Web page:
Potential of mesenchymal- and cardiac progenitor cells for therapeutic targeting of B-cells and antibody responses in end-stage heart failure

Autoři: Patricia van den Hoogen aff001;  Saskia C. A. de Jager aff001;  Emma A. Mol aff001;  Arjan S. Schoneveld aff003;  Manon M. H. Huibers aff004;  Aryan Vink aff004;  Pieter A. Doevendans aff006;  Jon D. Laman aff009;  Joost P. G. Sluijter aff001
Působiště autorů: Laboratory of Experimental Cardiology, UMC Utrecht Regenerative Medicine Center, University Medical Center Utrecht, Utrecht, the Netherlands aff001;  Laboratory of Cardiovascular Cell Biology, Department of Cell and Chemical Biology, Leiden University Medical Center, Leiden, the Netherlands aff002;  Laboratory of Clinical Chemistry & Haematology, ARCADIA, University Medical Center Utrecht, Utrecht, the Netherlands aff003;  Department of Pathology, University Medical Center Utrecht, Utrecht, the Netherlands aff004;  Department of Genetics, University Medical Center Utrecht, Utrecht, the Netherlands aff005;  Department of Cardiology, University Medical Center Utrecht, Utrecht, the Netherlands aff006;  Netherlands Heart Institute, Utrecht, the Netherlands aff007;  Central Military Hospital, Utrecht, the Netherlands aff008;  Department of Biomedical Sciences of Cells and Systems (BSCS), University Medical Center Groningen, Groningen, the Netherlands aff009
Vyšlo v časopise: PLoS ONE 14(12)
Kategorie: Research Article
prolekare.web.journal.doi_sk: 10.1371/journal.pone.0227283


Upon myocardial damage, the release of cardiac proteins induces a strong antibody-mediated immune response, which can lead to adverse cardiac remodeling and eventually heart failure (HF). Stem cell therapy using mesenchymal stromal cells (MSCs) or cardiomyocyte progenitor cells (CPCs) previously showed beneficial effects on cardiac function despite low engraftment in the heart. Paracrine mediators are likely of great importance, where, for example, MSC-derived extracellular vesicles (EVs) also show immunosuppressive properties in vitro. However, the limited capacity of MSCs to differentiate into cardiac cells and the sufficient scaling of MSC-derived EVs remain a challenge to clinical translation. Therefore, we investigated the immunosuppressive actions of endogenous CPCs and CPC-derived EVs on antibody production in vitro, using both healthy controls and end-stage HF patients. Both MSCs and CPCs strongly inhibit lymphocyte proliferation and antibody production in vitro. Furthermore, CPC-derived EVs significantly lowered the levels of IgG1, IgG4, and IgM, especially when administered for longer duration. In line with previous findings, plasma cells of end-stage HF patients showed high production of IgG3, which can be inhibited by MSCs in vitro. MSCs and CPCs inhibit in vitro antibody production of both healthy and end-stage HF-derived immune cells. CPC-derived paracrine factors, such as EVs, show similar effects, but do not provide the complete immunosuppressive capacity of CPCs. The strongest immunosuppressive effects were observed using MSCs, suggesting that MSCs might be the best candidates for therapeutic targeting of B-cell responses in HF.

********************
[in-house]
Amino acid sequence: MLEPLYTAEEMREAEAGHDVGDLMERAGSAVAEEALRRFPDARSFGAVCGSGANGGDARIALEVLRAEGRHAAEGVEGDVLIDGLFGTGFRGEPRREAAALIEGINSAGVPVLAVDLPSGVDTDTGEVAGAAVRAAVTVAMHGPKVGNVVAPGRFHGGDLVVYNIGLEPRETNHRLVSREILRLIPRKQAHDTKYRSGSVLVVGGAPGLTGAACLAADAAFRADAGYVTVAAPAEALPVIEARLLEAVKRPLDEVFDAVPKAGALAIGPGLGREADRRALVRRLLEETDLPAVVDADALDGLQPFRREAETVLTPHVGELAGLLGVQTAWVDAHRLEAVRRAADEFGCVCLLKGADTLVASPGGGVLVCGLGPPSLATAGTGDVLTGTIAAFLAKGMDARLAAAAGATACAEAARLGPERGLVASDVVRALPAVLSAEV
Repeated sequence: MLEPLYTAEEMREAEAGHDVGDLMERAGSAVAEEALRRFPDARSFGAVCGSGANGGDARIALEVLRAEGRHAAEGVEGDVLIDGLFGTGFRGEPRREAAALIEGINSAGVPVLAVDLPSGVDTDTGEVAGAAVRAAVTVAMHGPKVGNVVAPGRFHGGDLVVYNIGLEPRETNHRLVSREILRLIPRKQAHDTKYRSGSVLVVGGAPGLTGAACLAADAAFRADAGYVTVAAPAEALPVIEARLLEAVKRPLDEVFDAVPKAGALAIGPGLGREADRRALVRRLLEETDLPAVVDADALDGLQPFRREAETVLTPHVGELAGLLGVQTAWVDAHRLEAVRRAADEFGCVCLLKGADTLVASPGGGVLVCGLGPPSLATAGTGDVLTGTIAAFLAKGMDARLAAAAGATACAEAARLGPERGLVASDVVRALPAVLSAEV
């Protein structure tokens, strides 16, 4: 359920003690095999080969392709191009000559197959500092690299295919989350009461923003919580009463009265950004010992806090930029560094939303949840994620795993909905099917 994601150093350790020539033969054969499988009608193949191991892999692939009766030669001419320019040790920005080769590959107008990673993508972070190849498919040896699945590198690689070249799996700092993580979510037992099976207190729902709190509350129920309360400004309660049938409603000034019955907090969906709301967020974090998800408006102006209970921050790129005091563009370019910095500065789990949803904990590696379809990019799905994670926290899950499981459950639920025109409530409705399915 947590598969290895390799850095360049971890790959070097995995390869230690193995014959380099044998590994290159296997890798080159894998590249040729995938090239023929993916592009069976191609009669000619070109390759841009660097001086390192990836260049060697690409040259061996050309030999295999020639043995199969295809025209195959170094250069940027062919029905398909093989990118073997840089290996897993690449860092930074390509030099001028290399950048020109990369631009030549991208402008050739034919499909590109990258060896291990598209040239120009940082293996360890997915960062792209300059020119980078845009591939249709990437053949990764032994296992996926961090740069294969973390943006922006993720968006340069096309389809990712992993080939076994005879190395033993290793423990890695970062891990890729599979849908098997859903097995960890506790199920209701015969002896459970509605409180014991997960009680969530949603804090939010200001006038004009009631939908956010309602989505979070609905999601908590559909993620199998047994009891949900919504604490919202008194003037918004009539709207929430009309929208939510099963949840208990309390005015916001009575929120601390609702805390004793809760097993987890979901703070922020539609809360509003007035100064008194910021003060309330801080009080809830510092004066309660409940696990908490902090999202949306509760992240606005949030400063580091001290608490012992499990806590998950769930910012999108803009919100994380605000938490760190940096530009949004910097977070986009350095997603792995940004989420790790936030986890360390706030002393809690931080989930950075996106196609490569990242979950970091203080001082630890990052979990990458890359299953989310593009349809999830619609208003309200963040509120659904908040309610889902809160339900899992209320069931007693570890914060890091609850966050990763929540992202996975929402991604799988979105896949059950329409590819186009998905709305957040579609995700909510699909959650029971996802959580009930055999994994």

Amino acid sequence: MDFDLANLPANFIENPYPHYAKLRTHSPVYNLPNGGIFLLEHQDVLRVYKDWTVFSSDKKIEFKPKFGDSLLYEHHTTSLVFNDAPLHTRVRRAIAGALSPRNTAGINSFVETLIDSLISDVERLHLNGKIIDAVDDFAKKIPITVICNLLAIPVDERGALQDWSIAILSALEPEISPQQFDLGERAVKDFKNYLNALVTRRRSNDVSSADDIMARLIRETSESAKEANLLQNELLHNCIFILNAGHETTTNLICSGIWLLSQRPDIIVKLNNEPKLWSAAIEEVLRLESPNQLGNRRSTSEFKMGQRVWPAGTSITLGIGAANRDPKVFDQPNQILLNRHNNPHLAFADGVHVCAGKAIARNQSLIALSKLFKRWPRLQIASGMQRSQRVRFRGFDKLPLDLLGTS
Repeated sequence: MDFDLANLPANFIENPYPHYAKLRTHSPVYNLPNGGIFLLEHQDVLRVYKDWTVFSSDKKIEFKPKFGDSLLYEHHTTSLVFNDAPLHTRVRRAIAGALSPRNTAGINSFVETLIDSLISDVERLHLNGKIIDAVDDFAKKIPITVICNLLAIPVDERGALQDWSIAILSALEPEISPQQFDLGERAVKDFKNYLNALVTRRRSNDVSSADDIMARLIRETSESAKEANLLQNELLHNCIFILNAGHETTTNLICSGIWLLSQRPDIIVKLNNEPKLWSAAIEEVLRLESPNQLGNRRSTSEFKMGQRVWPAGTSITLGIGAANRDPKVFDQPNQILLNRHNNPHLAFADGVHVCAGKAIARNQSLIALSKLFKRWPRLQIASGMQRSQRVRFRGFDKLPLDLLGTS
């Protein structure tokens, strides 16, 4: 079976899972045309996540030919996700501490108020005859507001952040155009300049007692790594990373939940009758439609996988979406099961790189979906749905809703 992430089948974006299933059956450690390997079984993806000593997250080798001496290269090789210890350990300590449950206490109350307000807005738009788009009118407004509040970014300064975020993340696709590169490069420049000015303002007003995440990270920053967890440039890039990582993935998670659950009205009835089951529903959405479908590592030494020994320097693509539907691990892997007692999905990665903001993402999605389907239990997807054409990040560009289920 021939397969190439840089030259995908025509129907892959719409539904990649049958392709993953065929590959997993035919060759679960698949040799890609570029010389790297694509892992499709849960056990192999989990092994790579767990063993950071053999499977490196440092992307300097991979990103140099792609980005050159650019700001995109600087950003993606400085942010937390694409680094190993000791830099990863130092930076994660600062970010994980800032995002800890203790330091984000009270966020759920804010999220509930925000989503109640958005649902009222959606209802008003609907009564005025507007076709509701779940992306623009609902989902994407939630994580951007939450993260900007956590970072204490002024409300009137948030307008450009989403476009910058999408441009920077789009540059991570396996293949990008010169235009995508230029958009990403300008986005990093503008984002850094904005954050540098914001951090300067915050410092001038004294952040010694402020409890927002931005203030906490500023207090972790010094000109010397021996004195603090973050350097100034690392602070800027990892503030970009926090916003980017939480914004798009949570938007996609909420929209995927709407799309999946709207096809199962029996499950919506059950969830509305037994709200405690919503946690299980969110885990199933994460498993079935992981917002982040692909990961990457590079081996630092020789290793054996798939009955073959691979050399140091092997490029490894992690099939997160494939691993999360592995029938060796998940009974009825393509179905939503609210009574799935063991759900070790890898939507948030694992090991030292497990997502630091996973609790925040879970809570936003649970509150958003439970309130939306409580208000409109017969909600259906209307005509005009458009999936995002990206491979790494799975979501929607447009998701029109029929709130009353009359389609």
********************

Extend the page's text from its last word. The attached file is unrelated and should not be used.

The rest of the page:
Klíčová slova:

Antibodies – Heart failure – Immune response – Immunosuppressives – Lymphocyte proliferation – Mesenchymal stem cells – Stem cells – Antibody production


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